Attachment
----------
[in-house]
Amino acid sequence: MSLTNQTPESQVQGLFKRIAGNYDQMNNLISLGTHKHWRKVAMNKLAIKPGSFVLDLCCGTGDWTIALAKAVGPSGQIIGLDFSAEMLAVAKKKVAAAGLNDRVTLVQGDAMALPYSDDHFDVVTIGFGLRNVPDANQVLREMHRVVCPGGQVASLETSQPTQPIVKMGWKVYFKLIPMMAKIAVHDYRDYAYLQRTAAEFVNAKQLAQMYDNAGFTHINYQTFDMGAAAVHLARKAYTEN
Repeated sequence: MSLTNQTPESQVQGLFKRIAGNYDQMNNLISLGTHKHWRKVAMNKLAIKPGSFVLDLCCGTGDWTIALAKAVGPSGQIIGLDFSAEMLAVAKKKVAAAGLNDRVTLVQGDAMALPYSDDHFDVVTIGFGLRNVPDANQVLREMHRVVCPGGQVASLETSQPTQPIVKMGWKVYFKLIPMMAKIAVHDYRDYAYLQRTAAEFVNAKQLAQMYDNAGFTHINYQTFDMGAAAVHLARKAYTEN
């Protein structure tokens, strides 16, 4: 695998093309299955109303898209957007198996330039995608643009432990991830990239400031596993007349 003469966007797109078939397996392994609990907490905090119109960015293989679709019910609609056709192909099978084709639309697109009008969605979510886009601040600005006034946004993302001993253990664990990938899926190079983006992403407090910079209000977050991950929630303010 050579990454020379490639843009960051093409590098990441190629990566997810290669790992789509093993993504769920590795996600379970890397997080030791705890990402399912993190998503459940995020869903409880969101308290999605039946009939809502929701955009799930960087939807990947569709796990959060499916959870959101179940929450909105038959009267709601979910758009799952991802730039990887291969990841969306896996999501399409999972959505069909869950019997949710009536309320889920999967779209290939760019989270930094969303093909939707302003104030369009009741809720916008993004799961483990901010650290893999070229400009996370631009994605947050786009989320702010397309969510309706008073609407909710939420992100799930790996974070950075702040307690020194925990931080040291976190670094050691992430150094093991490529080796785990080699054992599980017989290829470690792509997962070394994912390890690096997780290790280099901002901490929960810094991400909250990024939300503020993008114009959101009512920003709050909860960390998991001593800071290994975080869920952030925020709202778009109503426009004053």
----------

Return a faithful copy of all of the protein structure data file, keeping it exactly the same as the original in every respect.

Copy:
[in-house]
Amino acid sequence: MSLTNQTPESQVQGLFKRIAGNYDQMNNLISLGTHKHWRKVAMNKLAIKPGSFVLDLCCGTGDWTIALAKAVGPSGQIIGLDFSAEMLAVAKKKVAAAGLNDRVTLVQGDAMALPYSDDHFDVVTIGFGLRNVPDANQVLREMHRVVCPGGQVASLETSQPTQPIVKMGWKVYFKLIPMMAKIAVHDYRDYAYLQRTAAEFVNAKQLAQMYDNAGFTHINYQTFDMGAAAVHLARKAYTEN
Repeated sequence: MSLTNQTPESQVQGLFKRIAGNYDQMNNLISLGTHKHWRKVAMNKLAIKPGSFVLDLCCGTGDWTIALAKAVGPSGQIIGLDFSAEMLAVAKKKVAAAGLNDRVTLVQGDAMALPYSDDHFDVVTIGFGLRNVPDANQVLREMHRVVCPGGQVASLETSQPTQPIVKMGWKVYFKLIPMMAKIAVHDYRDYAYLQRTAAEFVNAKQLAQMYDNAGFTHINYQTFDMGAAAVHLARKAYTEN
């Protein structure tokens, strides 16, 4: 695998093309299955109303898209957007198996330039995608643009432990991830990239400031596993007349 003469966007797109078939397996392994609990907490905090119109960015293989679709019910609609056709192909099978084709639309697109009008969605979510886009601040600005006034946004993302001993253990664990990938899926190079983006992403407090910079209000977050991950929630303010 050579990454020379490639843009960051093409590098990441190629990566997810290669790992789509093993993504769920590795996600379970890397997080030791705890990402399912993190998503459940995020869903409880969101308290999605039946009939809502929701955009799930960087939807990947569709796990959060499916959870959101179940929450909105038959009267709601979910758009799952991802730039990887291969990841969306896996999501399409999972959505069909869950019997949710009536309320889920999967779209290939760019989270930094969303093909939707302003104030369009009741809720916008993004799961483990901010650290893999070229400009996370631009994605947050786009989320702010397309969510309706008073609407909710939420992100799930790996974070950075702040307690020194925990931080040291976190670094050691992430150094093991490529080796785990080699054992599980017989290829470690792509997962070394994912390890690096997780290790280099901002901490929960810094991400909250990024939300503020993008114009959101009512920003709050909860960390998991001593800071290994975080869920952030925020709202778009109503426009004053």